Tuesday, February 09, 2021

The late Des Manahan’s funeral cortege passes the Theatre Royal, Waterford city, earlier in January.


A Question of Faith, Fr Liam Power’s Fortnightly Column


THE death of a parent is one of the most devastating experiences. Even if anticipated and expected, when death finally strikes, there is always a sense of shock and numbness. The onset of grief can be overwhelming. My mother died just over two years ago. She was in her 96th year and her health had been failing for some time. But when the moment came “to shuffle off this mortal coil” the loss was deeply felt.

The grieving process leaves you abandoned on an emotional roller coaster. That is why the rituals which we have developed around loss and bereavement are so important. They provide a framework to enable us to carry this grief and express it in a safe and secure way by providing boundaries and structure. Without these well established rituals, grief could be almost unbearable.

Community support was a significant element of the rituals. It was so comforting to have friends and neighbours calling to the house, bringing cakes and sandwiches and sharing stories about Mum, offering a handshake or hug and sitting in silent prayer in the presence of the body. It was such a respectful presence in solidarity and support.

Covid-19 has robbed us of our freedom, of our enjoyment of life; but for it to deprive of us of these comforting rituals of mourning and above all the normal funeral obsequies, is cruel in the extreme. One could almost call it vindictive.


‘Families have been stoical, heroic almost, in accepting the guidelines for funerals, realising that this huge sacrifice is to protect the health and safety of others’


We have to forego the wakes, the visits to the house of the deceased. Only 10 people can attend a funeral Mass. This means the community, as well as the family, is deprived of ways of saying goodbye, of bringing closure. The ritual shaking of the hand after the burial, as people pass by in line to offer condolence to mourners, is now prohibited. Bereft of human touch, the family must carry this burden of grief in isolation. There can be no gathering afterwards where, over the course of a shared meal, stories are recounted, memories of the deceased are shared: words of appreciation for the joy they brought and the way they touched people’s lives.

With the dramatic escalation in the number of Covid related deaths, I have heard harrowing stories of families unable to visit their dying parent or loved one either in hospital or nursing home because of health and safety restrictions. For a family member having to watch a loved one through a window as they face into the loneliest experience of all, (encroaching death), must be emotionally unbearable. This treasured time to say goodbyes, hold hands and support a loved one at the end of life: not possible because of Covid-19. The depth of pain, guilt and anguish suffered by those in grief has been overwhelming. It is encapsulated in the sentiment of one distraught woman: “How can I ever forgive myself for not being with my mother, after all she has done for me. I’ll never get over this.” Another elderly woman spoke of being completely wracked with guilt for not being with her husband of 60 years at his death. She wondered, “Will he really know how much I loved him now.”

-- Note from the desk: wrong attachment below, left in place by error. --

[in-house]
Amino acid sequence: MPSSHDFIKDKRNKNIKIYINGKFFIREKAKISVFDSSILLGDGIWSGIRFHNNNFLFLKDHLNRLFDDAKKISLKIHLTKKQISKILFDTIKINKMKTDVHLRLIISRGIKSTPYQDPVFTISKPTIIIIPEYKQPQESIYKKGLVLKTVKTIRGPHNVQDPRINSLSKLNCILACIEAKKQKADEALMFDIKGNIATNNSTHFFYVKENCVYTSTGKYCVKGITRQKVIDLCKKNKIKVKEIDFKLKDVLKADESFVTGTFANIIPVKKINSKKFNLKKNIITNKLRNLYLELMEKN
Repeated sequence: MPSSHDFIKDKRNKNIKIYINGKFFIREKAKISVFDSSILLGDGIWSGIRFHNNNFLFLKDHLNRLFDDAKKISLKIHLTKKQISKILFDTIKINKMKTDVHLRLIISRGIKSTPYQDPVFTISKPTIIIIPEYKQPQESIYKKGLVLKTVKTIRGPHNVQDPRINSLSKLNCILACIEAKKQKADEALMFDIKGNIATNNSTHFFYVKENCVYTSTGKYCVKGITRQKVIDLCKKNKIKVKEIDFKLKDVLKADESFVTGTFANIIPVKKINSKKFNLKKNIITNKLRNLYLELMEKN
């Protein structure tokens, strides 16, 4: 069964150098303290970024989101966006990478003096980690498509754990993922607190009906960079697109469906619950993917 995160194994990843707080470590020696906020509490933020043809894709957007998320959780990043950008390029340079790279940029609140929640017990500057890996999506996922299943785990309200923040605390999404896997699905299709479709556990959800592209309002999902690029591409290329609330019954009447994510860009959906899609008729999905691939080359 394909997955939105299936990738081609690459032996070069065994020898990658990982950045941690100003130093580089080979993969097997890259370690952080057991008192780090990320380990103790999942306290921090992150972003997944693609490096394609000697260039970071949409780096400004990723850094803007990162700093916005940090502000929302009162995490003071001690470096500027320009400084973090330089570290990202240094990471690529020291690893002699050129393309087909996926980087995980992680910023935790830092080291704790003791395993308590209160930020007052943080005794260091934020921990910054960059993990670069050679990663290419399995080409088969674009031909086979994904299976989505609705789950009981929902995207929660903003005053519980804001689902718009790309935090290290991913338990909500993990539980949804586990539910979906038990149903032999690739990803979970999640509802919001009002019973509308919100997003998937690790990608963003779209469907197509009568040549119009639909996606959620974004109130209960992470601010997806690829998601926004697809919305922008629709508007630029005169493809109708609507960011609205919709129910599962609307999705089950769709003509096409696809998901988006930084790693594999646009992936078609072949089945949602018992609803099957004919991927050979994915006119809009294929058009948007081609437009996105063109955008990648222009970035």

And then, not being allowed to view the body of the deceased and or have them dressed in apparel of choice is also extremely distressing for mourners.

I have officiated at many funerals. However, when it came to celebrating my Mum’s funeral, I appreciated more than ever the power of the funeral rite to bring consolation and hope in the midst of the darkness of death and loss. And now, as I said earlier, only 10 can attend the funeral service. Not only the family, but the community also is deprived of a structured way of saying goodbye and expressing solidarity with the bereaved.

The funeral service is designed to offer hope and comfort, set in the context of the Christian vision, which refuses to view death as “an abrupt dumb stop” to quote the late poet and philosopher John O’Donoghue. “It seems unlikely that life would chose so carefully to bring us through so much and then simply offload the whole harvest of journey over a cliff. So much could not have been so carefully built to be simply destroyed in a second. Something more profound and ultimate is happening behind the veil (of death).” The Christian funeral rite is designed to help us lift the veil and glimpse the possibility of resurrection in Christ. It helps us celebrate what has been carefully built in the life of the deceased and publicly acknowledge that goodness. It celebrates the hope that “the bonds of friendship and affection do not unravel with death.” But with only 10 family members present, it is difficult for the rite to communicate this profound message of consolation and hope.

Families have been stoical, heroic almost, in accepting the guidelines for funerals, realising that this huge sacrifice is to protect the health and safety of others. But deprived of our rituals for grieving, we may fail to process our grief. This will not only undermine personal mental health but also the health of our collective consciousness. We will need to develop new rituals to bring healing to the collective psyche. This may be one of our greatest challenges in the aftermath of the pandemic.

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By Fr Liam Power
Contact Newsdesk: 051 874951

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